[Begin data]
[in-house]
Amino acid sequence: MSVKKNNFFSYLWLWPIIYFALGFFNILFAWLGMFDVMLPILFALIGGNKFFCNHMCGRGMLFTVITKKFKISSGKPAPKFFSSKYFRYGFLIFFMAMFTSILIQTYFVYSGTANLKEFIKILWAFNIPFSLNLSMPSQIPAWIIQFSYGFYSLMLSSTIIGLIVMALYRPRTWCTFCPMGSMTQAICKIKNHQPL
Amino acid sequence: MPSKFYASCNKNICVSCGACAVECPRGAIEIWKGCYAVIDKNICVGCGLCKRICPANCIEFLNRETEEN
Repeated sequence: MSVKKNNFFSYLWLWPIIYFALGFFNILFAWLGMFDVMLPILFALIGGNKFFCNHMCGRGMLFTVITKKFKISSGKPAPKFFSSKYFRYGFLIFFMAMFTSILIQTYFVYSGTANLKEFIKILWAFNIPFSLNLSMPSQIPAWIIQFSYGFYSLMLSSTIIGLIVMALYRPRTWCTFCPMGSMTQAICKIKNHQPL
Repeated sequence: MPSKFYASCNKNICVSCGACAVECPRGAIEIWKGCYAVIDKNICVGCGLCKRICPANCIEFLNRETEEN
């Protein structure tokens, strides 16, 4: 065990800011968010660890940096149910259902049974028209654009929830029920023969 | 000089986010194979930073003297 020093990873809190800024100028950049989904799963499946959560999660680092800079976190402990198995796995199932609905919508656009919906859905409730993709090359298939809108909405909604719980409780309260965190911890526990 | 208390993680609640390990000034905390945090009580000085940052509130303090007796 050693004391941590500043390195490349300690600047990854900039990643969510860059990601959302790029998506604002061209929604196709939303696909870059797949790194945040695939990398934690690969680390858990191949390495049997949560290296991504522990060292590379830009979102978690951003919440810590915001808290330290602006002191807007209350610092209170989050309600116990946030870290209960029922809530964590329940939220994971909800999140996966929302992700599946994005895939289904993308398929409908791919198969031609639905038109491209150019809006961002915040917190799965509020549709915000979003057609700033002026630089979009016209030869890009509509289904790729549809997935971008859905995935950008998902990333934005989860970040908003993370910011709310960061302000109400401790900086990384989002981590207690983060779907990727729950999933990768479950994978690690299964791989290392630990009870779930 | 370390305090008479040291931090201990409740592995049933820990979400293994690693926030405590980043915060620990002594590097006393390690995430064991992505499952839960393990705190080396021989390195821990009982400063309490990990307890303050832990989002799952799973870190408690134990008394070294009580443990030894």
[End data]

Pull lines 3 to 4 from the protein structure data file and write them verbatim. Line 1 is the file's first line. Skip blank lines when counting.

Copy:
Amino acid sequence: MPSKFYASCNKNICVSCGACAVECPRGAIEIWKGCYAVIDKNICVGCGLCKRICPANCIEFLNRETEEN
Repeated sequence: MSVKKNNFFSYLWLWPIIYFALGFFNILFAWLGMFDVMLPILFALIGGNKFFCNHMCGRGMLFTVITKKFKISSGKPAPKFFSSKYFRYGFLIFFMAMFTSILIQTYFVYSGTANLKEFIKILWAFNIPFSLNLSMPSQIPAWIIQFSYGFYSLMLSSTIIGLIVMALYRPRTWCTFCPMGSMTQAICKIKNHQPL